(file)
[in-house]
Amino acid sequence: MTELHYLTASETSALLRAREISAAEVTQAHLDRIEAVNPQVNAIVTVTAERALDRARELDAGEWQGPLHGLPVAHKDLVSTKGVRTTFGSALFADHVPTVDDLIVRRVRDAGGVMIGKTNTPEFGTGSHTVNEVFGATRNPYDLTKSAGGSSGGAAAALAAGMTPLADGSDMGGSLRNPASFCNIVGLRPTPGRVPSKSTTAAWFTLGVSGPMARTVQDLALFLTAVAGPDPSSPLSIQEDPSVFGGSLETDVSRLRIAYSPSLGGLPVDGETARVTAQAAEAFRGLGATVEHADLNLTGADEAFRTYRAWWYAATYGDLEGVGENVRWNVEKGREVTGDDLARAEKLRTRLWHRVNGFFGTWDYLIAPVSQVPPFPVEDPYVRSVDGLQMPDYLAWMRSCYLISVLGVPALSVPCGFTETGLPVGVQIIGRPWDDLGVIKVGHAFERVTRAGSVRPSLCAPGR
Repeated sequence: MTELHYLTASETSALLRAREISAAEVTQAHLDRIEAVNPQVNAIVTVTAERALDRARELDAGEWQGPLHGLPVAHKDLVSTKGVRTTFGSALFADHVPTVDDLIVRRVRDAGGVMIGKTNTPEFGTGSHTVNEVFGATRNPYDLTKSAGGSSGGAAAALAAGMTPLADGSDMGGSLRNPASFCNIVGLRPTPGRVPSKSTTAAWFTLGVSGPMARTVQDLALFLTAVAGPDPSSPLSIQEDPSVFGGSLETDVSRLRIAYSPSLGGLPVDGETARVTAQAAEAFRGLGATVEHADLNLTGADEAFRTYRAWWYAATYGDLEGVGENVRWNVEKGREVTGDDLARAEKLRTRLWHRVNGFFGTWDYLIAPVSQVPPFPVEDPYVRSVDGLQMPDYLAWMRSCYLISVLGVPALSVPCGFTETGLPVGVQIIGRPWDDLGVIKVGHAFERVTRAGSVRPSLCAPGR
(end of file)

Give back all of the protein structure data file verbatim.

[in-house]
Amino acid sequence: MTELHYLTASETSALLRAREISAAEVTQAHLDRIEAVNPQVNAIVTVTAERALDRARELDAGEWQGPLHGLPVAHKDLVSTKGVRTTFGSALFADHVPTVDDLIVRRVRDAGGVMIGKTNTPEFGTGSHTVNEVFGATRNPYDLTKSAGGSSGGAAAALAAGMTPLADGSDMGGSLRNPASFCNIVGLRPTPGRVPSKSTTAAWFTLGVSGPMARTVQDLALFLTAVAGPDPSSPLSIQEDPSVFGGSLETDVSRLRIAYSPSLGGLPVDGETARVTAQAAEAFRGLGATVEHADLNLTGADEAFRTYRAWWYAATYGDLEGVGENVRWNVEKGREVTGDDLARAEKLRTRLWHRVNGFFGTWDYLIAPVSQVPPFPVEDPYVRSVDGLQMPDYLAWMRSCYLISVLGVPALSVPCGFTETGLPVGVQIIGRPWDDLGVIKVGHAFERVTRAGSVRPSLCAPGR
Repeated sequence: MTELHYLTASETSALLRAREISAAEVTQAHLDRIEAVNPQVNAIVTVTAERALDRARELDAGEWQGPLHGLPVAHKDLVSTKGVRTTFGSALFADHVPTVDDLIVRRVRDAGGVMIGKTNTPEFGTGSHTVNEVFGATRNPYDLTKSAGGSSGGAAAALAAGMTPLADGSDMGGSLRNPASFCNIVGLRPTPGRVPSKSTTAAWFTLGVSGPMARTVQDLALFLTAVAGPDPSSPLSIQEDPSVFGGSLETDVSRLRIAYSPSLGGLPVDGETARVTAQAAEAFRGLGATVEHADLNLTGADEAFRTYRAWWYAATYGDLEGVGENVRWNVEKGREVTGDDLARAEKLRTRLWHRVNGFFGTWDYLIAPVSQVPPFPVEDPYVRSVDGLQMPDYLAWMRSCYLISVLGVPALSVPCGFTETGLPVGVQIIGRPWDDLGVIKVGHAFERVTRAGSVRPSLCAPGR